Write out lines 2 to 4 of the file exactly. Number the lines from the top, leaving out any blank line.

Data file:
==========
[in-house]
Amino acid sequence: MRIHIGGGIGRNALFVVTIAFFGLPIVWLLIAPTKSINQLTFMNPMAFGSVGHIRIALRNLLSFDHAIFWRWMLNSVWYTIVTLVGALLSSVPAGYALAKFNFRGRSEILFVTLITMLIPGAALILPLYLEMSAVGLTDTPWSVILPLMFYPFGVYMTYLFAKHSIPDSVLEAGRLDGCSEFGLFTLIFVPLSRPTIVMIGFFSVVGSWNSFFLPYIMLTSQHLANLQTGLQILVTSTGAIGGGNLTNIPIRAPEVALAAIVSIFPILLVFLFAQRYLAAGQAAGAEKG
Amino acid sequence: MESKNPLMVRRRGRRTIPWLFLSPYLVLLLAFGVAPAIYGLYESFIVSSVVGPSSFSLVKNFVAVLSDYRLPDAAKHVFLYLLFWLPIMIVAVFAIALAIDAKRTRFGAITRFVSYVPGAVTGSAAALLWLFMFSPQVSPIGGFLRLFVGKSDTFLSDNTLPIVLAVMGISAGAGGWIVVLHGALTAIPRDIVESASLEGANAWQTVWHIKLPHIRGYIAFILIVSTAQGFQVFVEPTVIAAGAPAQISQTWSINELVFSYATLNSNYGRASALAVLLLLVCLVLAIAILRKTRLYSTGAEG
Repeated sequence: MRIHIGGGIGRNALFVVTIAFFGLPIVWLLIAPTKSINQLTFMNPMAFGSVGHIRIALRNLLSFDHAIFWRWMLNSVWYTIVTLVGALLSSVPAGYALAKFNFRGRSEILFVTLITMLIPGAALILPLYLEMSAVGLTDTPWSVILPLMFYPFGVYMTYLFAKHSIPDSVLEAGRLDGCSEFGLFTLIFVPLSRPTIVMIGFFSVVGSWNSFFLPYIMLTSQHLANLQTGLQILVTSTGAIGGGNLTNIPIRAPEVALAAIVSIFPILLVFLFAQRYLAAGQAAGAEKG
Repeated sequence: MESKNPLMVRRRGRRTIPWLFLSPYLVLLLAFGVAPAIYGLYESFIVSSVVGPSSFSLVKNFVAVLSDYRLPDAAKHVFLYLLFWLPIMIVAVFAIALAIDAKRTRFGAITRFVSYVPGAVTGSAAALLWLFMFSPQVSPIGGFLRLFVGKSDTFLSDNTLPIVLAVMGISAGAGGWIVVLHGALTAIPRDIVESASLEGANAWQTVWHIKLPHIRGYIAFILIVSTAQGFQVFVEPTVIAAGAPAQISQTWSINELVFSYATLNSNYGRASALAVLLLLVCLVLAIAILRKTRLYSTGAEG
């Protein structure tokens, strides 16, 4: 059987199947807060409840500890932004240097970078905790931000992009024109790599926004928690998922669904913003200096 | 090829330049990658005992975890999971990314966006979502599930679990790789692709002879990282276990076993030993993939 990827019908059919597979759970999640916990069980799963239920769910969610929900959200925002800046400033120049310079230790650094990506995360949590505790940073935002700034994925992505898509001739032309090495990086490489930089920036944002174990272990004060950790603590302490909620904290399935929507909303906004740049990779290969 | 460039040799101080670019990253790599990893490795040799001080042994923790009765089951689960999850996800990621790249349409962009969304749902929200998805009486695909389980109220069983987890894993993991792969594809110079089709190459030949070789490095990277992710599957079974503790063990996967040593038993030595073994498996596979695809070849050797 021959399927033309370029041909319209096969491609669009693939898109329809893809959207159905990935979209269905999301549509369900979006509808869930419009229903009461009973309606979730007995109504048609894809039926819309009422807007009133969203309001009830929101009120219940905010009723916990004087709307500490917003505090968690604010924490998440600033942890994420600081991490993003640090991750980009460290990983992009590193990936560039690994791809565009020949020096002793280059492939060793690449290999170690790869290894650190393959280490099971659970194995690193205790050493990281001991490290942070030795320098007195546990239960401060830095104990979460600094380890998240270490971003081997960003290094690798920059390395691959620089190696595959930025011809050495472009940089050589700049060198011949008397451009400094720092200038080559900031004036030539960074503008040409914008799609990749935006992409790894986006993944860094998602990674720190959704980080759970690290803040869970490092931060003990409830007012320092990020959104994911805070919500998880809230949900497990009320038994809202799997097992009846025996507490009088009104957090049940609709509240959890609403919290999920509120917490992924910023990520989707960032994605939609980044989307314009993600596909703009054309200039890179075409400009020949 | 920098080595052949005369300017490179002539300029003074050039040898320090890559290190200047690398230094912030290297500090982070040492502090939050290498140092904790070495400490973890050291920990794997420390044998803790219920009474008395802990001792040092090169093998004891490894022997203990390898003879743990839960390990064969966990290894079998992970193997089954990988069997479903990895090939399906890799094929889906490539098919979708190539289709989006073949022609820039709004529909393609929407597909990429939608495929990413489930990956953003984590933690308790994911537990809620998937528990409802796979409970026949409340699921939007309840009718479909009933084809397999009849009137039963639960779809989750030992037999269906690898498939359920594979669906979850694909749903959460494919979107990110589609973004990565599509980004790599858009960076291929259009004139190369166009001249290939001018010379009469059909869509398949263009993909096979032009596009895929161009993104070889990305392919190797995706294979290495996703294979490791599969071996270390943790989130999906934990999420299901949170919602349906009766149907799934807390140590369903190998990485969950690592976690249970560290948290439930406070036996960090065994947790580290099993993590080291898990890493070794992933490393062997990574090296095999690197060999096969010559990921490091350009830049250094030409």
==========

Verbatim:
Amino acid sequence: MRIHIGGGIGRNALFVVTIAFFGLPIVWLLIAPTKSINQLTFMNPMAFGSVGHIRIALRNLLSFDHAIFWRWMLNSVWYTIVTLVGALLSSVPAGYALAKFNFRGRSEILFVTLITMLIPGAALILPLYLEMSAVGLTDTPWSVILPLMFYPFGVYMTYLFAKHSIPDSVLEAGRLDGCSEFGLFTLIFVPLSRPTIVMIGFFSVVGSWNSFFLPYIMLTSQHLANLQTGLQILVTSTGAIGGGNLTNIPIRAPEVALAAIVSIFPILLVFLFAQRYLAAGQAAGAEKG
Amino acid sequence: MESKNPLMVRRRGRRTIPWLFLSPYLVLLLAFGVAPAIYGLYESFIVSSVVGPSSFSLVKNFVAVLSDYRLPDAAKHVFLYLLFWLPIMIVAVFAIALAIDAKRTRFGAITRFVSYVPGAVTGSAAALLWLFMFSPQVSPIGGFLRLFVGKSDTFLSDNTLPIVLAVMGISAGAGGWIVVLHGALTAIPRDIVESASLEGANAWQTVWHIKLPHIRGYIAFILIVSTAQGFQVFVEPTVIAAGAPAQISQTWSINELVFSYATLNSNYGRASALAVLLLLVCLVLAIAILRKTRLYSTGAEG
Repeated sequence: MRIHIGGGIGRNALFVVTIAFFGLPIVWLLIAPTKSINQLTFMNPMAFGSVGHIRIALRNLLSFDHAIFWRWMLNSVWYTIVTLVGALLSSVPAGYALAKFNFRGRSEILFVTLITMLIPGAALILPLYLEMSAVGLTDTPWSVILPLMFYPFGVYMTYLFAKHSIPDSVLEAGRLDGCSEFGLFTLIFVPLSRPTIVMIGFFSVVGSWNSFFLPYIMLTSQHLANLQTGLQILVTSTGAIGGGNLTNIPIRAPEVALAAIVSIFPILLVFLFAQRYLAAGQAAGAEKG